Hello, hunting friends!
Today, I should like to talk about how I suggest to find your own best scope for your hunting weapon. Gun scopes are an essential part of your arsenal, and they are an important companion that I believe should help you get the most out of each firearm. Many people who arrive at the hunting club for the first time are frustrated because their scopes aren’t appropriate for their rifle, and it can be very disappointing for them when I tell them they shall have to go out and spend even more money.
So, for all hunters who read this blog, I have decided to write my own little blog to choosing the best gun scope for you and your rifle. It will include all my favorite brands to buy from and the important things you need to know to find the one that is best for your weapon.
First, you must start with buying scopes from the best brands. There are many people making scopes today, and most of them are not worth your time. They are toy spy glasses, which cannot give you more than an approximation of long range vision. The reason is very simple. It does not matter how many features or specifications a scope has if the glass is not of the highest quality. That is why you must stick with the great companies that are constantly developing superior optical materials, and have led the market with patents.
My two brands that I recommend to you are Nikon and Leopold. I personally equip all of my rifles with Leupold scopes, because I think they are the very best. They are an American company that is still made in America, and they regularly win the best scope awards for anyone who does not want to spend thousands of dollars for something like a Swarovski scope which is to me a rich man’s toy. Leupold scopes are very, very clear with lots of power and they never ever fog up. They are also built to last for life. I have been shooting with many of my Leupold scopes for decades now. I also recommend Nikon scopes as I think they are a very respectable alternative to those who may be new to hunting or less affluent and cannot afford Leupold scopes. Nikon scopes are not the best in the market today but they are very sturdy and to anyone but the most expert hunter, their imperfections are not significant. They are also a very good presence on the market because they force brands like Leupold to compete at lower prices. Either maker is a good choice for your rifle, but if you are experienced I would recommend to you a Leupold for the best rifle scopes.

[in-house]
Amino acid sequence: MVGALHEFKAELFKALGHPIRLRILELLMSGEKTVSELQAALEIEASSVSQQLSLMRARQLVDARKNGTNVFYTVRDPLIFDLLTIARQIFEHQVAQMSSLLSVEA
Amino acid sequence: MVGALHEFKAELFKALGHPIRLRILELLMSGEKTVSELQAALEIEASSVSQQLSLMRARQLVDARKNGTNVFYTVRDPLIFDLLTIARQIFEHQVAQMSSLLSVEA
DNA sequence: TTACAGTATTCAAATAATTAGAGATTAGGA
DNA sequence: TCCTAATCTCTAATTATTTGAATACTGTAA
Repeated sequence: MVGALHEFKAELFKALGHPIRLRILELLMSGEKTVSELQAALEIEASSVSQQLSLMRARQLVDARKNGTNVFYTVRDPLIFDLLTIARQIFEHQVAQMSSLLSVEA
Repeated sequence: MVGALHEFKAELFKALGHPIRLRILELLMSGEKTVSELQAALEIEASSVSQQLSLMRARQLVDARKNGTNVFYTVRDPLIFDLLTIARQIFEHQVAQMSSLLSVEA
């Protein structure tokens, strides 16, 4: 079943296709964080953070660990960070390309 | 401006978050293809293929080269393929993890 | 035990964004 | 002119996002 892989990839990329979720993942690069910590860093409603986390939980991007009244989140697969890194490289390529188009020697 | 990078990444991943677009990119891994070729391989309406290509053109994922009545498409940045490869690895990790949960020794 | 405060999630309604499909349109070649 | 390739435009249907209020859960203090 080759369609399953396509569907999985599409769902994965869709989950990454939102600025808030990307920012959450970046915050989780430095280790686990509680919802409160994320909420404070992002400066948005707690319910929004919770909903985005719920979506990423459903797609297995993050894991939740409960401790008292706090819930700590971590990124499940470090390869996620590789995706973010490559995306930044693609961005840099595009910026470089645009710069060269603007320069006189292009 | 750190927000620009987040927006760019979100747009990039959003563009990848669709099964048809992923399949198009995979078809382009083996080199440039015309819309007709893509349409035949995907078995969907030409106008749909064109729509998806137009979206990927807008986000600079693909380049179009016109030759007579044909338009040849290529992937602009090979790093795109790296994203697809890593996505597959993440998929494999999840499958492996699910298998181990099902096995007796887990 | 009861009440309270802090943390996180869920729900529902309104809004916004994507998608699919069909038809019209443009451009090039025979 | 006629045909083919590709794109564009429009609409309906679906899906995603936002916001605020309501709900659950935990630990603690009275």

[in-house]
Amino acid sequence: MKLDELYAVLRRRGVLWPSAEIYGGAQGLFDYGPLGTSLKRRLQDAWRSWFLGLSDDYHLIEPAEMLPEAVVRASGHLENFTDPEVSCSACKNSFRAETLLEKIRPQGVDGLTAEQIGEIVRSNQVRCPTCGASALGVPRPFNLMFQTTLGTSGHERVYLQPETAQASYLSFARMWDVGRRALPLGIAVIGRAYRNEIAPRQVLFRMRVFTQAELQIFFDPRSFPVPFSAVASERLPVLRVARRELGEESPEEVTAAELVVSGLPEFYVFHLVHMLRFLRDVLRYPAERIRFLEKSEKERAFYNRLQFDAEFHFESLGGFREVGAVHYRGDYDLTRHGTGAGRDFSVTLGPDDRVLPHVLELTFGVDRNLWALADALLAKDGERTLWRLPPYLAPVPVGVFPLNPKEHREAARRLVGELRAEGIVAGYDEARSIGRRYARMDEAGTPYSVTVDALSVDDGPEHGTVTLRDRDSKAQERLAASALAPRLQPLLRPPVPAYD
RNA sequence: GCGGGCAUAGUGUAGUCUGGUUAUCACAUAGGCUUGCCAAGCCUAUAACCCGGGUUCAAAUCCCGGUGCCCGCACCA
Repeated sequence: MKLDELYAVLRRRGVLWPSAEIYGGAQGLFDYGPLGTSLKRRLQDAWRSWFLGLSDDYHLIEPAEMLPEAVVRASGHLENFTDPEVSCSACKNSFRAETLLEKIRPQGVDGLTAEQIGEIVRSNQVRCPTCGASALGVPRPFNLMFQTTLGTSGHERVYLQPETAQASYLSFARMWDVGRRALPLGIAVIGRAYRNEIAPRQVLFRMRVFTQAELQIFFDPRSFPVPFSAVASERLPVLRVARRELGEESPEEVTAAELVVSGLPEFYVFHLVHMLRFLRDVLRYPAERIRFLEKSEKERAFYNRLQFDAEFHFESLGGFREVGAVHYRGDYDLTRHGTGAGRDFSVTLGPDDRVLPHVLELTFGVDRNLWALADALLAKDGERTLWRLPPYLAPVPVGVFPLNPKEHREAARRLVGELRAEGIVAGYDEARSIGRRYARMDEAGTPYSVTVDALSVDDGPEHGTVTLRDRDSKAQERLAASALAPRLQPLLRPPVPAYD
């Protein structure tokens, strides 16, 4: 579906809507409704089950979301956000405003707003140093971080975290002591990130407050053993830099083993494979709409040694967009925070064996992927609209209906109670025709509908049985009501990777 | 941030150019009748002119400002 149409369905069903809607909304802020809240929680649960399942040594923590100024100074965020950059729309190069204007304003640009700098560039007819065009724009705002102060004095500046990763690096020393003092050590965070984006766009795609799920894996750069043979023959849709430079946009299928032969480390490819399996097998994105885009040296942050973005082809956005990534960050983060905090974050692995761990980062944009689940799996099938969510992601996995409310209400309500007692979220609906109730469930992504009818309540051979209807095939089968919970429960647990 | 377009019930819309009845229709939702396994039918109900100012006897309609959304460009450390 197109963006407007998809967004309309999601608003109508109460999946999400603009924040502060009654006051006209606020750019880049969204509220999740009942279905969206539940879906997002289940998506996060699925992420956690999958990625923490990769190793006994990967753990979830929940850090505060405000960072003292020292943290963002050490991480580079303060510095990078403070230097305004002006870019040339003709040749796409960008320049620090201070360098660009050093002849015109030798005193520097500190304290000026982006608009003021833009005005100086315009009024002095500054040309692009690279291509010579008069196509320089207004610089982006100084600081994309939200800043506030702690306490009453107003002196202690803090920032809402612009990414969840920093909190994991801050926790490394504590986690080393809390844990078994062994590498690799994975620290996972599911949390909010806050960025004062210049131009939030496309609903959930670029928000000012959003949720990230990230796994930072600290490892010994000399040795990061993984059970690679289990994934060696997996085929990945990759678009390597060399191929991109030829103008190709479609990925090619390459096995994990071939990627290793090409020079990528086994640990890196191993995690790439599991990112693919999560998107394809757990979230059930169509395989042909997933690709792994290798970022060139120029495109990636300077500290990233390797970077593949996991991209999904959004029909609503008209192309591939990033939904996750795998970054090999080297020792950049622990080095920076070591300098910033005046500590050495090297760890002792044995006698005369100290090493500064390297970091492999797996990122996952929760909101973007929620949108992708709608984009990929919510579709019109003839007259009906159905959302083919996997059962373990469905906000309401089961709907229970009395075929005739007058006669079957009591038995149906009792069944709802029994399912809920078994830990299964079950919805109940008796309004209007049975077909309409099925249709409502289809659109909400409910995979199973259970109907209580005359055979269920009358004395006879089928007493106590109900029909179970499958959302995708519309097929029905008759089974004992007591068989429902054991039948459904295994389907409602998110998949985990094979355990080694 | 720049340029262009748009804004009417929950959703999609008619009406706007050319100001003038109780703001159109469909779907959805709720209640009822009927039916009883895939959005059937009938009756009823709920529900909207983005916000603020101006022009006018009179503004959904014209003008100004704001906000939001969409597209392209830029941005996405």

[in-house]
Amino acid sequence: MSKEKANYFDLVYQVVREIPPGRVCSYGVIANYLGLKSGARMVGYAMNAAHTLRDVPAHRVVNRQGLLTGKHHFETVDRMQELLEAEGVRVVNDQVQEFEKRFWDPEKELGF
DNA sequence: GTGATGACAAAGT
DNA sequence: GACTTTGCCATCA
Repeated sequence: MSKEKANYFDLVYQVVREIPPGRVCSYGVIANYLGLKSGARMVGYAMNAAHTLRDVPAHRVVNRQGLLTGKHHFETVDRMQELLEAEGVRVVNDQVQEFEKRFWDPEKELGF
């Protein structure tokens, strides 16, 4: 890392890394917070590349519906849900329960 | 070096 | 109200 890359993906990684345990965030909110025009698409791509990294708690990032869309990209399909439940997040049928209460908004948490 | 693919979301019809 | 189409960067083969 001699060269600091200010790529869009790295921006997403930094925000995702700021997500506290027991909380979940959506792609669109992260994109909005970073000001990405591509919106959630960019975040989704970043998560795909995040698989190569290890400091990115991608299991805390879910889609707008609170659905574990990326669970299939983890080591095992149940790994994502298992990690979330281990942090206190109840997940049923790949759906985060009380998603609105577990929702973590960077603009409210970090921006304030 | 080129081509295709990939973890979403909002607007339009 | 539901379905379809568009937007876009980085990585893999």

Once you have chosen a brand, you need to choose between fixed and adjustable magnification scopes. Fixed magnification scopes are like a spyglass, which means that they will magnify to a certain range of distance perfectly. They are my choice for my rimfire rifles and muzzleloaders. They are not so good for long-range weapons. I use adjustable magnification scopes for longer ranges because it is important to be able to fine tune at longer distances where a slight mismatch will make you miss your target.
Here is a word to the wise, as they say. If you are trying to save money, you should make sure you spend it where it counts, on very good glass rather than a very adjustable power range or extra features. At the club we have a saying, focus on glass before gimmicks. This is why I will suggest that someone who does not want to spend money should get a simple but perfect fixed range scope than a variable one of the same price that does not have the same clarity or accuracy.
Once you have chosen a brand and a type of scope, you must choose a magnification power level, which is measured by a specification such as 3-9x40mm. The first two numbers refer to the magnification power of the glass. The higher the number the further you may shoot with precision. You must be sure to choose something that is appropriate for the range of the weapon you are shooting.
The second number in a scope specification refers to the size of the objective lens, which lets the sunlight into the image. The bigger the objective lens and the bigger image you will see with more light and clarity. So I suggest buying as big a scope as you can comfortably fit on your rifle.
Finally, you must think about your shooting style as you choose between the models in your power class. The rest of the features you want will depend on how you hunt. You must choose a reticle or target style as well as the kind of adjustment knobs on the scope itself. I like locking, flat knobs to make sure that I do not knock my settings out of place in the woods but I also know many more technical hunters who like to always make little adjustments so they do not like locks. You must choose what you prefer.
I also will make a final suggestion that you buy your scopes with lifelong warranties so that you never have to buy another piece of equipment as long as you are hunting. If you buy from Leupold or Nikon you will not need to worry because they both provide lifelong warranties.
Well, that is all for today. I hope this blog has been helpful to you. Let me know if you have any more specific questions about scopes. I am always happy to give my opinions.